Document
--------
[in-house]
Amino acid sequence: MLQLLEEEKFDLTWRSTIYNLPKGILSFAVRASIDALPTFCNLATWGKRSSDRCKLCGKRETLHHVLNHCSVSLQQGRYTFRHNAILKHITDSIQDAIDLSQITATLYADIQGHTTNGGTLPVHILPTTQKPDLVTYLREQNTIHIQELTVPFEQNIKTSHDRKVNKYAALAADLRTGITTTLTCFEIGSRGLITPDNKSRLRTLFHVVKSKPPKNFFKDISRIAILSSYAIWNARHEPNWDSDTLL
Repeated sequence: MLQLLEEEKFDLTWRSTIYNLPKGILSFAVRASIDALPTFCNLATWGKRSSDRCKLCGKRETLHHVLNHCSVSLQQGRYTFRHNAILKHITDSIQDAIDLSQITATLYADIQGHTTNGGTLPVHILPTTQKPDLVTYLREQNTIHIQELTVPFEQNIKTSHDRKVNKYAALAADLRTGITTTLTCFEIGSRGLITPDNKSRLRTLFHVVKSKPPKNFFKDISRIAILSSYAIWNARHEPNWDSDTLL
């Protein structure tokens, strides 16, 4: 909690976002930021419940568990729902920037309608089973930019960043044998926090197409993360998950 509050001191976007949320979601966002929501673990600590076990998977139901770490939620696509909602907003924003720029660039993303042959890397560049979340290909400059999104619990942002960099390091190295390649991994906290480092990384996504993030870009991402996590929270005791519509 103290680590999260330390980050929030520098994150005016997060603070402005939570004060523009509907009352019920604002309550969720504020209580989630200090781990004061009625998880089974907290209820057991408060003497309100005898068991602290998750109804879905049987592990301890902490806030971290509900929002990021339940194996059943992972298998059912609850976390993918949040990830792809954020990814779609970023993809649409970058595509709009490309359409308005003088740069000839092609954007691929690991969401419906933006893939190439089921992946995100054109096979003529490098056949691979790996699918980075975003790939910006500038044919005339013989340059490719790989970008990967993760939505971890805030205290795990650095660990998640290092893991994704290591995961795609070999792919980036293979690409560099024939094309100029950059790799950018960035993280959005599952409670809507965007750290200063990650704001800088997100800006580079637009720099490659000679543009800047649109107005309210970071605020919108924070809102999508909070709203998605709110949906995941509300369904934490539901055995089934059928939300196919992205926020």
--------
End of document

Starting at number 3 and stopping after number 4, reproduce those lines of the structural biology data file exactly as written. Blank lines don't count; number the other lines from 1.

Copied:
Repeated sequence: MLQLLEEEKFDLTWRSTIYNLPKGILSFAVRASIDALPTFCNLATWGKRSSDRCKLCGKRETLHHVLNHCSVSLQQGRYTFRHNAILKHITDSIQDAIDLSQITATLYADIQGHTTNGGTLPVHILPTTQKPDLVTYLREQNTIHIQELTVPFEQNIKTSHDRKVNKYAALAADLRTGITTTLTCFEIGSRGLITPDNKSRLRTLFHVVKSKPPKNFFKDISRIAILSSYAIWNARHEPNWDSDTLL
């Protein structure tokens, strides 16, 4: 909690976002930021419940568990729902920037309608089973930019960043044998926090197409993360998950 509050001191976007949320979601966002929501673990600590076990998977139901770490939620696509909602907003924003720029660039993303042959890397560049979340290909400059999104619990942002960099390091190295390649991994906290480092990384996504993030870009991402996590929270005791519509 103290680590999260330390980050929030520098994150005016997060603070402005939570004060523009509907009352019920604002309550969720504020209580989630200090781990004061009625998880089974907290209820057991408060003497309100005898068991602290998750109804879905049987592990301890902490806030971290509900929002990021339940194996059943992972298998059912609850976390993918949040990830792809954020990814779609970023993809649409970058595509709009490309359409308005003088740069000839092609954007691929690991969401419906933006893939190439089921992946995100054109096979003529490098056949691979790996699918980075975003790939910006500038044919005339013989340059490719790989970008990967993760939505971890805030205290795990650095660990998640290092893991994704290591995961795609070999792919980036293979690409560099024939094309100029950059790799950018960035993280959005599952409670809507965007750290200063990650704001800088997100800006580079637009720099490659000679543009800047649109107005309210970071605020919108924070809102999508909070709203998605709110949906995941509300369904934490539901055995089934059928939300196919992205926020």